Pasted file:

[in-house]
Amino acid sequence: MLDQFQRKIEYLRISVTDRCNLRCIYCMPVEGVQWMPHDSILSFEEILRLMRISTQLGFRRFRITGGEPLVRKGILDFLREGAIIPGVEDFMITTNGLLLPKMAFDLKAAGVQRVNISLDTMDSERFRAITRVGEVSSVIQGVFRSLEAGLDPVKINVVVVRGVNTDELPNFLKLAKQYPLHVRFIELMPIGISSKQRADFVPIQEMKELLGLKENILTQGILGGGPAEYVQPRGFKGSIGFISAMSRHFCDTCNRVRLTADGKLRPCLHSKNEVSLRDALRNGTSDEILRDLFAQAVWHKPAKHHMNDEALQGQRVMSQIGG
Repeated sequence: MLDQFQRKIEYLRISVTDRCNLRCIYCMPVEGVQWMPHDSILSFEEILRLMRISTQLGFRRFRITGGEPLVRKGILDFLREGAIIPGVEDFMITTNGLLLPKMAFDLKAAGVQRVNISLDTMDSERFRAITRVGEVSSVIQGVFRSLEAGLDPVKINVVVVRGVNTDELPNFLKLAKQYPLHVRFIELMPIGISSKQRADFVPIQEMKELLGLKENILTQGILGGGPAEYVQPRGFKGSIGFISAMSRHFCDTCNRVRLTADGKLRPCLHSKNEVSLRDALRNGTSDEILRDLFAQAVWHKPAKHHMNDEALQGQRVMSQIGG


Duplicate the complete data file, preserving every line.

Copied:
[in-house]
Amino acid sequence: MLDQFQRKIEYLRISVTDRCNLRCIYCMPVEGVQWMPHDSILSFEEILRLMRISTQLGFRRFRITGGEPLVRKGILDFLREGAIIPGVEDFMITTNGLLLPKMAFDLKAAGVQRVNISLDTMDSERFRAITRVGEVSSVIQGVFRSLEAGLDPVKINVVVVRGVNTDELPNFLKLAKQYPLHVRFIELMPIGISSKQRADFVPIQEMKELLGLKENILTQGILGGGPAEYVQPRGFKGSIGFISAMSRHFCDTCNRVRLTADGKLRPCLHSKNEVSLRDALRNGTSDEILRDLFAQAVWHKPAKHHMNDEALQGQRVMSQIGG
Repeated sequence: MLDQFQRKIEYLRISVTDRCNLRCIYCMPVEGVQWMPHDSILSFEEILRLMRISTQLGFRRFRITGGEPLVRKGILDFLREGAIIPGVEDFMITTNGLLLPKMAFDLKAAGVQRVNISLDTMDSERFRAITRVGEVSSVIQGVFRSLEAGLDPVKINVVVVRGVNTDELPNFLKLAKQYPLHVRFIELMPIGISSKQRADFVPIQEMKELLGLKENILTQGILGGGPAEYVQPRGFKGSIGFISAMSRHFCDTCNRVRLTADGKLRPCLHSKNEVSLRDALRNGTSDEILRDLFAQAVWHKPAKHHMNDEALQGQRVMSQIGG